Where is the Closest Battery Station?
Someone may stop to ask those directions in the not-too-distant future. A company called Better Place has already negotiated contracts in Israel, Denmark, Australia and Hawaii to begin building electric car infrastructure. The idea is that people would plug theirs cars in at home, at work and in public places. With well designed power grids, utilities could adjust the flow to or from an electric car battery to feed back into the system when there is an energy deficit, or reduce the load to the grid from electric cars in times of high use (an electric cars is similar to a water heater or plasma TV in term of energy use).
With current technology electric cars could drive for 100 miles before they need to recharge. But instead of waiting three hours for the battery to fill, you would stop at a battery station and swap for a charged one. The key then for a successful new technology infrastructure would be to have a standard, both for charging the vehicle and the box that the battery could slipped in and out of. Just like how a gas nozzle at the pump fits nicely into every car no matter what car your buy or gas station you frequent. With a universal standard battery box this would also allow for innovations in batteries without negatively affecting the car owner.
It’s all about the battery. The business model of Better Place and other similar companies is much like a cell phone contract, except instead of minutes, you pay for the miles driven while using the battery (revenue thus ensuring that the next battery you swap for is well maintained).
Senator Scott Dibble and Representative Frank Hornstein would like to make Minnesota a technological leader in electric car infrastructure. They both have ideas to discuss in the upcoming legislative sessions. It is also possible that, with federal government’s investment in public infrastructure under president-elect Obama that the state could get funding for this type of project – maybe. Senator Dibble and Representative Hosrnstein would also like to encourage incentive to own electric cars and address a general carbon fuel standard.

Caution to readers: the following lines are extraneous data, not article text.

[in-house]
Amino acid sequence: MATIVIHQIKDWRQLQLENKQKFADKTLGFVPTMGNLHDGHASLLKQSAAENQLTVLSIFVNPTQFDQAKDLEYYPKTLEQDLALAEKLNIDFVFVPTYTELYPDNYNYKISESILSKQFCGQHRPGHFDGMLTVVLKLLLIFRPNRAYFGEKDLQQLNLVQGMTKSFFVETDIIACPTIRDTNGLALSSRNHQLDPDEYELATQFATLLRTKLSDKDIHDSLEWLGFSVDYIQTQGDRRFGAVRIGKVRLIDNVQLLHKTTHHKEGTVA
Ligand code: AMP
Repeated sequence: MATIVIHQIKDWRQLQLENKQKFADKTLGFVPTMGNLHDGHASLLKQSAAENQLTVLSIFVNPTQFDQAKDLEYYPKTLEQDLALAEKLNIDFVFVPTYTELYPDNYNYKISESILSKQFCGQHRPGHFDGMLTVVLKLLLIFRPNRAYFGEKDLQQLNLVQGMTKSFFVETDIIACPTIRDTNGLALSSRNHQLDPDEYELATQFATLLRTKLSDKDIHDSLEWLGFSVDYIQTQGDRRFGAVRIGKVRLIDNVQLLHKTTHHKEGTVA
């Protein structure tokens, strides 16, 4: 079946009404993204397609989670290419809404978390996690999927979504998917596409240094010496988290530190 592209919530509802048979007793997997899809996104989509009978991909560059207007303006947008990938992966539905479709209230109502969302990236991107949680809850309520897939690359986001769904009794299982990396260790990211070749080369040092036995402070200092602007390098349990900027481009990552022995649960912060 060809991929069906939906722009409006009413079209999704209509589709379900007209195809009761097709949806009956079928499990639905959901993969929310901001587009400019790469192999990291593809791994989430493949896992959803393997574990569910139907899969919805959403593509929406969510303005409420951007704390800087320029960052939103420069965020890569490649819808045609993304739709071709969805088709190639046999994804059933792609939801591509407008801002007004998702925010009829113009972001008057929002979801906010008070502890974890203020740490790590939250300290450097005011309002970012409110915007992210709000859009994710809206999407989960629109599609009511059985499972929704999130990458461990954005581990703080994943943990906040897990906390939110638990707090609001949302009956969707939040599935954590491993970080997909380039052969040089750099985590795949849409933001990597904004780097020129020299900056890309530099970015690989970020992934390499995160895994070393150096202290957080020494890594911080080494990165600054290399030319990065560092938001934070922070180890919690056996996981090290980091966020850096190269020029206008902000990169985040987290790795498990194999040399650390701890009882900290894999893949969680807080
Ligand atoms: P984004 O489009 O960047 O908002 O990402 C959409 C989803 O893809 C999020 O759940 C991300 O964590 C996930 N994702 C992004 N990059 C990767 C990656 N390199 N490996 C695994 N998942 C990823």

Whether or not electric car use will help reduce emissions is however tied to the way in which the energy is produced. If energy does not come from renewable sources it could have a negative impact. Researchers at CSTPP have been working on analyzing carbon usage in the transportation sector. As Melisa Pollak, a Research Fellow for CSTPP explains: "I loved the sense of momentum toward electric transportation displayed in this meeting (held December 10th). It highlights the importance of the research Dr. Elizabeth Wilson and I are doing on deployment of low-carbon electrical power technologies. It's clear that the climate change benefits of electric transportation depend on de-carbonizing our electrical system."
Even with electric technologies, in my opinion, we still need to invest in public transportation infrastructure like light-rail and design cities in ways that encourage biking and walking. We also need to ensure that we give equal policy credit to a variety of emerging technologies, whether they be hydrogen cells, biodiesel (not to be confused with ethanol), hydraulic hybrids (especially for large vehicles) and other technologies that are still being thought out in the minds of many creative people around the country.
Top photo from the CelticSolar blog. Bottom photo from my camera